Improving crisis reporting and protecting journalists have never been more important than during the Covid-19 pandemic. As we carry out the vital mission of informing citizens and holding leaders accountable, journalists frequently bear witness to human suffering, whether covering mass disasters or individual atrocities. Journalists are also sometimes the direct targets of violence and harassment which can affect health and well-being.
While research suggests that at least 80% of journalists have been exposed to a traumatic event while carrying out their work, few have been trained to protect themselves of such exposure and its aftermath.
AAJA-Asia will hold on July 11 – in partnership with the Dart Center for Journalism and Trauma – an online training session that will explore the impact of trauma on journalists and newsrooms. It will equip reporters with simple approaches to support peers and colleagues and management tactics for dealing with trauma exposure.
The training will cover:
- How to monitor how staff are holding up; building resilience in the face of undertaking very difficult stories
- Monitoring colleagues and staff when covering traumatic events
- Mitigating the impact of traumatic events
- Newsroom planning and protocols before, during and after traumatic events.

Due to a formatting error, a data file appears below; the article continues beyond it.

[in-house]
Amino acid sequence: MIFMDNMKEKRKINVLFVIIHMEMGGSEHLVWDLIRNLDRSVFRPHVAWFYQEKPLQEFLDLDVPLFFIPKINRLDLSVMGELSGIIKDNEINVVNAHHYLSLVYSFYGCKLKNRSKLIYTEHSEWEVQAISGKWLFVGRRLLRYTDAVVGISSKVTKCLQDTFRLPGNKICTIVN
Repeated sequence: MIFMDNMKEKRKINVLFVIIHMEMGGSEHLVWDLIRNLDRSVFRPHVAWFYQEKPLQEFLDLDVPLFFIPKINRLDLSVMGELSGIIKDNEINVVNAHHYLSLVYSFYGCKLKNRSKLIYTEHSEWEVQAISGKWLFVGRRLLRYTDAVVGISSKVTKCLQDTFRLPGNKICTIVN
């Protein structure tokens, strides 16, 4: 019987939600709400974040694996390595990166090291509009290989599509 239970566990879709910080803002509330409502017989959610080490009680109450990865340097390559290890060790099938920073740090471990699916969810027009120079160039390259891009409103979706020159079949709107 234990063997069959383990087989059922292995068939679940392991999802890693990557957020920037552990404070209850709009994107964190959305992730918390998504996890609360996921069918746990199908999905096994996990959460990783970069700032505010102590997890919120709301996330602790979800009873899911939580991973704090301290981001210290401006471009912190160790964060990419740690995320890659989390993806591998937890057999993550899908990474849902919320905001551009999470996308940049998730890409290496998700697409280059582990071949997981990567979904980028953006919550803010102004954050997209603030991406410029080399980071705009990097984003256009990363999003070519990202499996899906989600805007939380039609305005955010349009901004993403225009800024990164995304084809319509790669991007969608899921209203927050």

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Cait McMahon OAM, PhD is a registered psychologist and the founding managing director of Dart Centre Asia Pacific since 2003. Dart Asia Pacific has its headquarters in Melbourne, Australia and holds trainings and other programs throughout the Asia Pacific region. McMahon has been interested in the nexus of journalism and trauma since working as staff counsellor at The Age newspaper in Melbourne in the mid 1980’s and 90’s. This interest pushed her to pursue postgraduate research on trauma exposed journalists in 1993 with subsequent publications. Her PhD focused on Australian trauma reporting journalists, post-traumatic stress and post-traumatic growth. Cait has received a Medal of the Order of Australia (OAM), one of Australia’s highest civil accolades, for her work with journalists and trauma.
Established in 1999, the Dart Center for Journalism and Trauma provides resources, training and thought leadership on covering violence, tragedy and crisis. The Dart Center is recognized as a world leader in evidence-based trauma-awareness and support programs for journalists, as well as in advancing innovative, ethical reporting on survivors of traumatic events.